CHICAGO – Minor league affiliations are like business locales when it comes to Cubs president Theo Epstein.
It’s all about “location, location, location.”
So it came as no surprise that the club made official Wednesday what had long been reported: The Cubs are moving their Single-A affiliate in the Midwest League to Kane County.
Instead of Peoria, which is 165 miles away, the Cubs will have their young prospects a short 45 miles away instead in Geneva.
“I'm a big fan of having as many affiliates as possible close by the home city,” Epstein said. “It just creates a lot of efficiencies with rehabs and allows front office and staff to see the team play a little bit more often. It also gives our players a feel for the market before there's too much pressure on them. They get an understanding of how important baseball is and get to know the fans a little bit.”
Epstein had an even closer-knit setup when he was the general manager with the Boston Red Sox. He saw first-hand the benefit of having the Triple-A team at Pawtucket, the Double-A team at Portland and one Single-A team at Lowell.
“Obviously it's good for the affiliate with the link to the hometown team,” Epstein said. “I hope it can be a win-win.”
Of course, on the other side, it also severs a tie with Peoria, who housed the Cubs’ Midwest League team the past eight seasons. They were also partners from 1985-95.
“I want to thank Peoria for everything they did for us,” Epstein said. “That was a great relationship too. I saw they landed the Cardinals so that works out well for everybody.
“It's never easy (to part ways) but just try to handle things professionally. If you look, almost the whole Midwest League turned over and it's par for the course these days.”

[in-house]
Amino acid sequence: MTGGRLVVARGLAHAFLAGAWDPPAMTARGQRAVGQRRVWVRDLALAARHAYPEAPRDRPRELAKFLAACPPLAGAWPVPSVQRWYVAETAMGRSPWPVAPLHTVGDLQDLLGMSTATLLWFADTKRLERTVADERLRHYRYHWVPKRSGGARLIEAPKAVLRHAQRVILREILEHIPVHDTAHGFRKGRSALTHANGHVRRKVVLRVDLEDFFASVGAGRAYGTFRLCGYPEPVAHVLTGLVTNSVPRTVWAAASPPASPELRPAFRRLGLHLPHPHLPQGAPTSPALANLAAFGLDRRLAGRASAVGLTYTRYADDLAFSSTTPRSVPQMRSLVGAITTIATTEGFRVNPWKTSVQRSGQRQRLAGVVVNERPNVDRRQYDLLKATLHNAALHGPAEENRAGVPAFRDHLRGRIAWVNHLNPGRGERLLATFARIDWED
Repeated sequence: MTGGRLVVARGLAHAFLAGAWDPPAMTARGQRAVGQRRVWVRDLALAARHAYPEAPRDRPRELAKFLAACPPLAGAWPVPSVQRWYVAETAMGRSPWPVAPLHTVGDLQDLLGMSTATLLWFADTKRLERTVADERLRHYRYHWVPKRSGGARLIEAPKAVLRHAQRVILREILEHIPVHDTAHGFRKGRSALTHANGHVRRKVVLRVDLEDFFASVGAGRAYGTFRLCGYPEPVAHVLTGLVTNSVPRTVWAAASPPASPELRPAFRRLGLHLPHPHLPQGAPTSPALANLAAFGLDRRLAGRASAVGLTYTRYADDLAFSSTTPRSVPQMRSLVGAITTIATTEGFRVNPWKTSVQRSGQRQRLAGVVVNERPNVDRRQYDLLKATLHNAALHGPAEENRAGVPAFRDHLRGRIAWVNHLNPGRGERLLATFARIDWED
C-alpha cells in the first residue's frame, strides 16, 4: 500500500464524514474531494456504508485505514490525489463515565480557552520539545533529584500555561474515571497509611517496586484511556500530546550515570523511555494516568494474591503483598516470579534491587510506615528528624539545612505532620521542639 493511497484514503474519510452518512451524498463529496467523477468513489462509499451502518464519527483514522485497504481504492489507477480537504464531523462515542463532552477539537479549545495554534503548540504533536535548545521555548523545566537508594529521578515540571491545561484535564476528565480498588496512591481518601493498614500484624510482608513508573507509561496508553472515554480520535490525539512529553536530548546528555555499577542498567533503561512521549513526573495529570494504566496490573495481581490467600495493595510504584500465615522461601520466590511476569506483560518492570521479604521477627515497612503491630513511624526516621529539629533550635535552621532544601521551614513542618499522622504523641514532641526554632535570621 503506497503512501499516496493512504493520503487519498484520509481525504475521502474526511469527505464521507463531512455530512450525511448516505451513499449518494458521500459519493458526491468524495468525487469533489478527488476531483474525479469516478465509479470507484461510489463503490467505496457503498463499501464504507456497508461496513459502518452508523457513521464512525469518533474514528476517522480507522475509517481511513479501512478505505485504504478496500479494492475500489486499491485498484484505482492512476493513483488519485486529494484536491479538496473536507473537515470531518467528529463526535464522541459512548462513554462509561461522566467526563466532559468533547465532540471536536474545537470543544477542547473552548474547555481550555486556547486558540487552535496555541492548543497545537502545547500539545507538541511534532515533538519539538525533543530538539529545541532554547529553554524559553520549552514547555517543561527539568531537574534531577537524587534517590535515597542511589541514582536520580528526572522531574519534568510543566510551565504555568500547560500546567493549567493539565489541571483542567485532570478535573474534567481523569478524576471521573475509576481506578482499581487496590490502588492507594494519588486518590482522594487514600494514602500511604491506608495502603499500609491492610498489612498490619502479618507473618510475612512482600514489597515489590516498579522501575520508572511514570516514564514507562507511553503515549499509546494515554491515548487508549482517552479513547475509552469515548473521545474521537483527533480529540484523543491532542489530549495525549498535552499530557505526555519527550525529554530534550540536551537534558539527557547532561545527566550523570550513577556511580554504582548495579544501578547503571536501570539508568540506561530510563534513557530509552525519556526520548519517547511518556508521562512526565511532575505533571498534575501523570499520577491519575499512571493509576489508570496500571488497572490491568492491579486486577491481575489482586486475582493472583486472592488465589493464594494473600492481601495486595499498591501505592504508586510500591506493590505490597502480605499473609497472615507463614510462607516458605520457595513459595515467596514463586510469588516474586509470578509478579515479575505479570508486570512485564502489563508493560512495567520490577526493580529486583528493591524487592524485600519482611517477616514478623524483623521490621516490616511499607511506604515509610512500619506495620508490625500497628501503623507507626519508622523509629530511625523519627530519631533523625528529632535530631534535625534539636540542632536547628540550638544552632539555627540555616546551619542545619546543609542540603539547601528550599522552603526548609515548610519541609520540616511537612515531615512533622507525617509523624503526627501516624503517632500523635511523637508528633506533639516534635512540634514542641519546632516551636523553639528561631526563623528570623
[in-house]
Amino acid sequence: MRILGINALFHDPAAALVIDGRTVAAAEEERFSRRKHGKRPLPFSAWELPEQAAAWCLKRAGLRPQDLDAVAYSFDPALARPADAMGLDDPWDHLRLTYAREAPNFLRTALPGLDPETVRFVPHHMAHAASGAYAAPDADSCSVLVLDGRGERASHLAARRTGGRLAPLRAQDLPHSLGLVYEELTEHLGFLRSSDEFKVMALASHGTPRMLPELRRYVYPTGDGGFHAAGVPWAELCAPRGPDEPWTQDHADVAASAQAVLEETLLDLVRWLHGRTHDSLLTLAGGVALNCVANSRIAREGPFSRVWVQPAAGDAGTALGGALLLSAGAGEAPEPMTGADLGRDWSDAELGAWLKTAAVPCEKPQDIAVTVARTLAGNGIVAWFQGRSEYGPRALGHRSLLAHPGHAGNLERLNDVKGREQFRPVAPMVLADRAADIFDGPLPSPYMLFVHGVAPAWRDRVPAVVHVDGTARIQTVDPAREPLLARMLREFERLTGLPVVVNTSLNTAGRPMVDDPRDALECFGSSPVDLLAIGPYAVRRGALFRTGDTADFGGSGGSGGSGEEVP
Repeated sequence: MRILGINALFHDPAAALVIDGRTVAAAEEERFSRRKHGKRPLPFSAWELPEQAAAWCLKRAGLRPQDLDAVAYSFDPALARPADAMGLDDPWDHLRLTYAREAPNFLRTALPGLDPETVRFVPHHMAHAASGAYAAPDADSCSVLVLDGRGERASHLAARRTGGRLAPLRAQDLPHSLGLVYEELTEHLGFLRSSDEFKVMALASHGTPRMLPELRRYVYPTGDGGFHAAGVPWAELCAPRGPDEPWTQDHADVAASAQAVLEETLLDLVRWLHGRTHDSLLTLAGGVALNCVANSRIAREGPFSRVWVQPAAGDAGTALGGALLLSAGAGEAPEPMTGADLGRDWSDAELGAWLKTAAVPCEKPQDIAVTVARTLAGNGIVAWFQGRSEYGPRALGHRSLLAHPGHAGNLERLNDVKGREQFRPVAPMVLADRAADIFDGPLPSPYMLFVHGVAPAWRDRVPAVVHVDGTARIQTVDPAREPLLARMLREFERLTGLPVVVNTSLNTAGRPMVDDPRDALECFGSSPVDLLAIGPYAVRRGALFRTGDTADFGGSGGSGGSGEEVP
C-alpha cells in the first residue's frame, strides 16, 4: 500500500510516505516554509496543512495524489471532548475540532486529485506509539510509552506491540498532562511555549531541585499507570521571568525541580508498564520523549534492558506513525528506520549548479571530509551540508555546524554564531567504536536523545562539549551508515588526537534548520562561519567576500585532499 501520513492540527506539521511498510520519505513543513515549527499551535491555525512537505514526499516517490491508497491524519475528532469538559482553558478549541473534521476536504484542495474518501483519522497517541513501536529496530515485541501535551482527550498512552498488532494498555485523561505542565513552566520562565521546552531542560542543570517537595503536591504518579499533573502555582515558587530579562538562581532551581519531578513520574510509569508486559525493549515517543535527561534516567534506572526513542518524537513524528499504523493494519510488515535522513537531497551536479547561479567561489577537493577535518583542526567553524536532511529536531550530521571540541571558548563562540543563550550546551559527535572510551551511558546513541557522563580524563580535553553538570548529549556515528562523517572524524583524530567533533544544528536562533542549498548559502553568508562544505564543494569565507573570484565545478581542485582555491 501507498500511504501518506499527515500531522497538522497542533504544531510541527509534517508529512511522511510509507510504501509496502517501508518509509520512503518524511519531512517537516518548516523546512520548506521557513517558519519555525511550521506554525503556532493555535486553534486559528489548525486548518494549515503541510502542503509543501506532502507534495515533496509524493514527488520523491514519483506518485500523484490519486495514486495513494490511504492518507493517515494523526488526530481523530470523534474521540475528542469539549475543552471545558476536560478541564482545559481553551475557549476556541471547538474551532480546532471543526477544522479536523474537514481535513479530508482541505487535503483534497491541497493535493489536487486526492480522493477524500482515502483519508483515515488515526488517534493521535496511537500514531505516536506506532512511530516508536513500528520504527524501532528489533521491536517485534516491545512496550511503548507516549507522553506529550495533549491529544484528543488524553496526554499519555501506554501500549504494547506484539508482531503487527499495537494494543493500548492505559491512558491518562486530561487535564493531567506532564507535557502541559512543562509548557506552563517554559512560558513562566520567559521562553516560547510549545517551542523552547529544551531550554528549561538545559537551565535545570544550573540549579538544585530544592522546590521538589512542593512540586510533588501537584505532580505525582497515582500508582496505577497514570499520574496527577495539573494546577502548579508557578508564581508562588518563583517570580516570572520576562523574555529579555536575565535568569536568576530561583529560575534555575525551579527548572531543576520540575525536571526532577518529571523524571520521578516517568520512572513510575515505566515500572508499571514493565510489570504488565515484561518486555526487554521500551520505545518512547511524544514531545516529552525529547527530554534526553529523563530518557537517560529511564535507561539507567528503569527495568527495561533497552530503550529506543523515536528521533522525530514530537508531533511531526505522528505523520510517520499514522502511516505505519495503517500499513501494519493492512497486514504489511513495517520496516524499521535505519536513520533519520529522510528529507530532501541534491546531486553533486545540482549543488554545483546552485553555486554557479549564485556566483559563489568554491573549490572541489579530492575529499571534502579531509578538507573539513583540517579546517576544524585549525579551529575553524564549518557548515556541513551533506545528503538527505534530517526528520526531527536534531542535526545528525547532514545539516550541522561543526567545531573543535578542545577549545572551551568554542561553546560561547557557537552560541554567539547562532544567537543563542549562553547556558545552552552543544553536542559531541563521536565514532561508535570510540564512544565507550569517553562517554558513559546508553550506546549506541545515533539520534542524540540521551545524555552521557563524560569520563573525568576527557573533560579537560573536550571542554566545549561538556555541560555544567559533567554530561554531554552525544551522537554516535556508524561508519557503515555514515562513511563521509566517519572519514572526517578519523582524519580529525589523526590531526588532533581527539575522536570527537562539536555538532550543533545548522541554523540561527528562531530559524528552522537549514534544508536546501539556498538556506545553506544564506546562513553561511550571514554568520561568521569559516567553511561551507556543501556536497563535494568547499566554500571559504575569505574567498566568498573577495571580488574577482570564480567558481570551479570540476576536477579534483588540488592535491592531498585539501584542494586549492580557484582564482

The Cubs have a number of lower-level prospects of note, but the decision on who will land in Kane County won’t be finalized until spring training. After Jorge Soler finished the season at Peoria, the assumption is that he will likely move to Daytona in 2013.
But players like Albert Almora and Dan Vogelbach could be headed to the Midwest after solid showings with Boise, which nearly won the Northwest League title.
“(The decision) really happens in spring training but it depends on each player's individual player development plan,” Epstein said. “There's criteria for advancement and when they satisfy that criteria they move up. During spring training we have meetings where we get together and decide, fill out the rosters.
“It's primarily what the right step is for each player's development and then obviously sort of at the end of the roster you fill in other players to balance out the rosters as best you can. We had a pretty good group in Boise and the natural next step for a lot of those players would be the Midwest League.”